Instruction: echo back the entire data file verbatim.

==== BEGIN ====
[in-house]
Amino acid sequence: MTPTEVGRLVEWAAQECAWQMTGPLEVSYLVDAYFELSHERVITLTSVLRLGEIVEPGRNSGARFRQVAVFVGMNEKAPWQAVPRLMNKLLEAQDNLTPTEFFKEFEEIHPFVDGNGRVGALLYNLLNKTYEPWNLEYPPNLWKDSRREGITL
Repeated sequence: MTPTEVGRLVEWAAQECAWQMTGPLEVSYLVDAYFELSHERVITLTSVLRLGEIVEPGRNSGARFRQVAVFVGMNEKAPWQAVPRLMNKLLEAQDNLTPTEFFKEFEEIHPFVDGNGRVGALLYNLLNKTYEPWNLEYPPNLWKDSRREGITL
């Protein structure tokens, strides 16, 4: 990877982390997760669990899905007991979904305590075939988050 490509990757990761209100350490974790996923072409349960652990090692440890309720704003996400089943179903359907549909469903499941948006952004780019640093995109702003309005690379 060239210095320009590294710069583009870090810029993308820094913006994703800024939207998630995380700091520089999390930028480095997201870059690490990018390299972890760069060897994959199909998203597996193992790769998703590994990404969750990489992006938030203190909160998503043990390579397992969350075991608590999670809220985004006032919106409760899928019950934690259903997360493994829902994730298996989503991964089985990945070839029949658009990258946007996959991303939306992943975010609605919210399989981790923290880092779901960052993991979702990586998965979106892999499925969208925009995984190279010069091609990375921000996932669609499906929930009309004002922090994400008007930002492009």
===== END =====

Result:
[in-house]
Amino acid sequence: MTPTEVGRLVEWAAQECAWQMTGPLEVSYLVDAYFELSHERVITLTSVLRLGEIVEPGRNSGARFRQVAVFVGMNEKAPWQAVPRLMNKLLEAQDNLTPTEFFKEFEEIHPFVDGNGRVGALLYNLLNKTYEPWNLEYPPNLWKDSRREGITL
Repeated sequence: MTPTEVGRLVEWAAQECAWQMTGPLEVSYLVDAYFELSHERVITLTSVLRLGEIVEPGRNSGARFRQVAVFVGMNEKAPWQAVPRLMNKLLEAQDNLTPTEFFKEFEEIHPFVDGNGRVGALLYNLLNKTYEPWNLEYPPNLWKDSRREGITL
């Protein structure tokens, strides 16, 4: 990877982390997760669990899905007991979904305590075939988050 490509990757990761209100350490974790996923072409349960652990090692440890309720704003996400089943179903359907549909469903499941948006952004780019640093995109702003309005690379 060239210095320009590294710069583009870090810029993308820094913006994703800024939207998630995380700091520089999390930028480095997201870059690490990018390299972890760069060897994959199909998203597996193992790769998703590994990404969750990489992006938030203190909160998503043990390579397992969350075991608590999670809220985004006032919106409760899928019950934690259903997360493994829902994730298996989503991964089985990945070839029949658009990258946007996959991303939306992943975010609605919210399989981790923290880092779901960052993991979702990586998965979106892999499925969208925009995984190279010069091609990375921000996932669609499906929930009309004002922090994400008007930002492009």